Interns also participate in a number of structured training/learning activities on and off site. These include a weekly assessment seminar and case conference (on-site), as well as Friday morning case presentations/didactic meetings (off-site). Additional training experiences take place throughout the year and are determined by specific training needs, as well as center and campus requests. The PCC is also engaged in collaborative research with academic programs on campus. Interns experience an educational setting in which there is active learning and curiosity, generating opportunity for dialogue in a challenging learning environment.

All interns participate in structured training activities to ensure development of core competencies. The required activities include:

  • Direct clinical service (individual and group therapy)
  • Conducting new client evaluations and generating written reports
  • Assessment, including attending assessment seminar
  • Receiving and providing individual clinical supervision
  • Participating in supervision of supervision
  • Attending weekly staff meetings
  • Attending weekly case conference meetings
  • Participating in on-call service

All full-time PCC interns train at the center Monday through Wednesday during regular work hours (8am-5pm), and are off-site, all day, on Thursday for their secondary placement. Friday mornings are devoted to the case presentation/didactic meetings (off-site) with interns returning to the PCC for the second half of the day.

We are committed to an ongoing dialogue about individual differences in order to work effectively with the entire student body at Vanderbilt. We offer culturally competent and empirically supported services in a safe and affirming space. Our therapeutic, assessment, outreach, and educational programs are delivered in a caring and compassionate manner that recognizes the unique characteristics and experiences of the individual student. We support and challenge each other’s understanding of our own biases and experiences through active reading and dialogue.

Interns can participate in or create team research relevant to Center operations. The amount and focus of such research varies from year to year. The Center is becoming increasingly involved in research collaborations with academic departments within the University. 

The PCC offers no inpatient services. Center interns are encouraged to seek such experiences through their secondary placements.

Only applicants from APA-Accredited Counseling or Clinical Psychology doctoral programs will be considered eligible for internship positions within the Consortium.  Applicants must have defended their dissertation proposal by ranking deadline.  Consistent with the other agencies in the Consortium, applicants to the PCC must have a minimum of 550 total hours, of which at least 130 must be assessment hours.

Mary Clare Champion, Ph.D., HSP
Assistant Professor of Clinical Psychiatry
Interests: Women’s health; health psychology; supervision/student development; individual psychotherapy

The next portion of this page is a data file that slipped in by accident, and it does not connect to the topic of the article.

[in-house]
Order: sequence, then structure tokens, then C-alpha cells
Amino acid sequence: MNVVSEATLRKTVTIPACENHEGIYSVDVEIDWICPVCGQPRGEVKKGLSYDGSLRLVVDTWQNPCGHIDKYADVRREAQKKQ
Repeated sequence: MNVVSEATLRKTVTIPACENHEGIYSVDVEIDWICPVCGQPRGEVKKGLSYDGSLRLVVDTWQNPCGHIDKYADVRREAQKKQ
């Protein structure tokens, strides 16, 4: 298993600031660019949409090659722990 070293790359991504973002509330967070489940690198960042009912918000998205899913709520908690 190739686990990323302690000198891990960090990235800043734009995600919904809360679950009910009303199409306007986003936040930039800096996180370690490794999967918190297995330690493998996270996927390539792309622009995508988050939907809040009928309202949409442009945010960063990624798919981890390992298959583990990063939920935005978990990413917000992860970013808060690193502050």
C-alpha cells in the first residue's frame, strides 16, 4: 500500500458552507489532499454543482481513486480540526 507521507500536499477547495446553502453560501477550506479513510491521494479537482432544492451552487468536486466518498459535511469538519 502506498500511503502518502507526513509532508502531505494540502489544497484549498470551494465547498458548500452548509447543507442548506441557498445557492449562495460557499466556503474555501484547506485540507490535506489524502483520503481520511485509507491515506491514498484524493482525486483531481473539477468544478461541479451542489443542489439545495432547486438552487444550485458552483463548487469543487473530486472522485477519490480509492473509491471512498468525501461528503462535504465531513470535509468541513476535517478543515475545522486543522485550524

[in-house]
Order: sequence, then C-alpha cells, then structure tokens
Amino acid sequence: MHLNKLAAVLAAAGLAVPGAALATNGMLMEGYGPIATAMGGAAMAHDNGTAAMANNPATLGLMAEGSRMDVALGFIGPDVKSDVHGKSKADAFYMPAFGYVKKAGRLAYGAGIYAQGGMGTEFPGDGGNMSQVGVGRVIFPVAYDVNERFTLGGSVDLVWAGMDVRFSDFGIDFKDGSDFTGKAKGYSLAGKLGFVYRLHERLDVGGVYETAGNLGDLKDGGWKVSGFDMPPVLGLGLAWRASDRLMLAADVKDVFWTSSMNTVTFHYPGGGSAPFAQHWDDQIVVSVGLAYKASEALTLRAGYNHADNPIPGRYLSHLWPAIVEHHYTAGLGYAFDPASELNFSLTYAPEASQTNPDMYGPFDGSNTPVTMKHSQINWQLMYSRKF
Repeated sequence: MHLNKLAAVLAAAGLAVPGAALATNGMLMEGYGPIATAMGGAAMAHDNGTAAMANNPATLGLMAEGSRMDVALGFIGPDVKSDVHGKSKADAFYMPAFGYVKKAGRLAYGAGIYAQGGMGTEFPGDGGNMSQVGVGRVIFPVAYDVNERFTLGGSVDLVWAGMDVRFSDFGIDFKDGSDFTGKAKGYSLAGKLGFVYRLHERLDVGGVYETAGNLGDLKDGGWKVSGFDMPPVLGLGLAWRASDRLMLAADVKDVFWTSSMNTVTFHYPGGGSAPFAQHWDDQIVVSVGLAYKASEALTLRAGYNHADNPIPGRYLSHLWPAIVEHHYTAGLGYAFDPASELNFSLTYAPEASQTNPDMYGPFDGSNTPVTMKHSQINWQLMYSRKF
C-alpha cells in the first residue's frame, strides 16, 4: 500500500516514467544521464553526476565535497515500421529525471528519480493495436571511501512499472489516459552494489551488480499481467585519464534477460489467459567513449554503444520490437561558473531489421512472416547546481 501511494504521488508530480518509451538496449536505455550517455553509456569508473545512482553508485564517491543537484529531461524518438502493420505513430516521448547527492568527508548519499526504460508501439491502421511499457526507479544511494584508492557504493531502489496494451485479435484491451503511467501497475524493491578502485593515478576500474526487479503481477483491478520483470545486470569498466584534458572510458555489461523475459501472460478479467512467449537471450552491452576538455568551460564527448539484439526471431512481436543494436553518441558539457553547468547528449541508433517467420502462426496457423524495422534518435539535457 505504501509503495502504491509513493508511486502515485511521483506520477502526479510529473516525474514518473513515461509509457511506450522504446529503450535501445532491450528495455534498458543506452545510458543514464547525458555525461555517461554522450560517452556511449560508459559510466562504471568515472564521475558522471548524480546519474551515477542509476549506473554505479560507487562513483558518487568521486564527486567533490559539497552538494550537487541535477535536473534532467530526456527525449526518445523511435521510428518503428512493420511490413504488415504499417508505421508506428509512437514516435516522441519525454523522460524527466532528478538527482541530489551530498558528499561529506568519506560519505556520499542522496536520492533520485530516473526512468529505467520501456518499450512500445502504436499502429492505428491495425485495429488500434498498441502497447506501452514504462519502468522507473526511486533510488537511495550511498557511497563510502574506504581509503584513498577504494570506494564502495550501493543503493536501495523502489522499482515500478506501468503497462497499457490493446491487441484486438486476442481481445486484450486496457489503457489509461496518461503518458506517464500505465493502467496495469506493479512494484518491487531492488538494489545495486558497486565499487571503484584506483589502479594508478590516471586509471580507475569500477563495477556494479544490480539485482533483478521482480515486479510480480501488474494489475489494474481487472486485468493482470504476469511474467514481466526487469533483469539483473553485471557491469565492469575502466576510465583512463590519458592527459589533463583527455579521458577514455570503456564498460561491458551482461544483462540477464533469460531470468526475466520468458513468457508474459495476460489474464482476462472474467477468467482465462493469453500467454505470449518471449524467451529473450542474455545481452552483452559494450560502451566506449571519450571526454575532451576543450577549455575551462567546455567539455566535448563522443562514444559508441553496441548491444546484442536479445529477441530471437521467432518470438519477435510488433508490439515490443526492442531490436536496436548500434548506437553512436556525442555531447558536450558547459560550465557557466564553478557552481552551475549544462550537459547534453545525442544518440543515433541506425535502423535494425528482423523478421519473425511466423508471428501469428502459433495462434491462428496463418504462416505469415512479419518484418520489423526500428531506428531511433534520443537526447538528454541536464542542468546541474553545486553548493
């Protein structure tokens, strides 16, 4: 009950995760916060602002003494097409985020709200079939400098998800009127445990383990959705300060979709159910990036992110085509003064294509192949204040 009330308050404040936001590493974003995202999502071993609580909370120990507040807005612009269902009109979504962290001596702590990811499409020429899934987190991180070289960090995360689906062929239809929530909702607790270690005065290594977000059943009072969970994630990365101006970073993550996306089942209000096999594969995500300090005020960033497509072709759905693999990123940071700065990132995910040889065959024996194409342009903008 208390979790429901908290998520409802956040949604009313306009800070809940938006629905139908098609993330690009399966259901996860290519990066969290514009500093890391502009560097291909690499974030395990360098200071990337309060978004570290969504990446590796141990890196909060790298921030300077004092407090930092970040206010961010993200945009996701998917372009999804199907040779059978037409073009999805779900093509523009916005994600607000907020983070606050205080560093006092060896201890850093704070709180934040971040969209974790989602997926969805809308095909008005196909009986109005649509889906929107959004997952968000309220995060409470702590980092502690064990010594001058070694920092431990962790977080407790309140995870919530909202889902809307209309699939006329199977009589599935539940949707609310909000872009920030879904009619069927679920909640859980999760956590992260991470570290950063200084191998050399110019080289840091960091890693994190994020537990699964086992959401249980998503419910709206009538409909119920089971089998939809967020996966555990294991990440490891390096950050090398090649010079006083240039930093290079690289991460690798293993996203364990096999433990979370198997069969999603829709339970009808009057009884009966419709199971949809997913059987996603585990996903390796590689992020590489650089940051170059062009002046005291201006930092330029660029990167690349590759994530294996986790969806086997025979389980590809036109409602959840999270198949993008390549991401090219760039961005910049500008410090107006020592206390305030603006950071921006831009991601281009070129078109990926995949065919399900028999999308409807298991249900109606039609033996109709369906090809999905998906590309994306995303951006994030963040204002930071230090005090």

Nalini Connor, Ph.D., HSP
Assistant Professor of Clinical Psychiatry
Interests: Interpersonal/relationship problems; depression; anxiety; identity issues; and clinical supervision. Psychotherapy orientation is integrative, primarily using CBT, interpersonal-focused therapy, and insight oriented therapy.

Catherine Fuchs, MD.
Center Director, Professor of Psychiatry, Associate Professor of Pediatrics
Interests: Children and adolescents; adolescent mood disorders; post-traumatic stress disorder; and eating disorders

Divya Kannan, Ph.D., HSP
Assistant Professor of Clinical Psychiatry
Interests: Trauma and PTSD, sexual assault, international student adjustment, using integrative approach with particular emphasis on cognitive and emotion-focused interventions.

Monica Muhomba, Ph.D., HSP
Training Director, Assistant Professor of Clinical Psychiatry
Interests: Training and supervision, DBT skills training, trauma/PTSD, broad range of identity struggles, interpersonal problems, couples therapy, adjustment issues, multicultural issues. Psychotherapy orientation is eclectic, primarily using interpersonal and DBT approaches.

Frances Niarhos, Ph.D., HSP
Assistant Professor of Clinical Psychiatry, Assessment Coordinator
Interests: Neurocognitive assessment, LD and ADHD, health psychology and adjustment to chronic illness

Melissa Porter, Psy.D., HSP
Assistant Professor of Clinical Psychiatry, Practicum Student Intake Assessment Coordinator, Case Assignment Coordinator
Interests: individual, group, and family therapy regarding women's issues, trauma, adjustment issues, depression, assessments, and crisis assistance. Interventions predominately utilize CBT, trauma focused CBT, and supportive therapy along with EMDR.

David Sacks, Ph.D., HSP
Assistant Professor of Clinical Psychiatry
Interests: personality/interpersonal issues, systems-based practice, supervision, and psychological aspects of performance.

Anabella Pavon Wilson, Ph.D., HSP
Assistant Professor of Clinical Psychiatry
Interests: individual, group, and family therapy, adjustment issues, identity development, multicultural issues, anxiety and depression, predominately utilizing CBT and supportive therapies.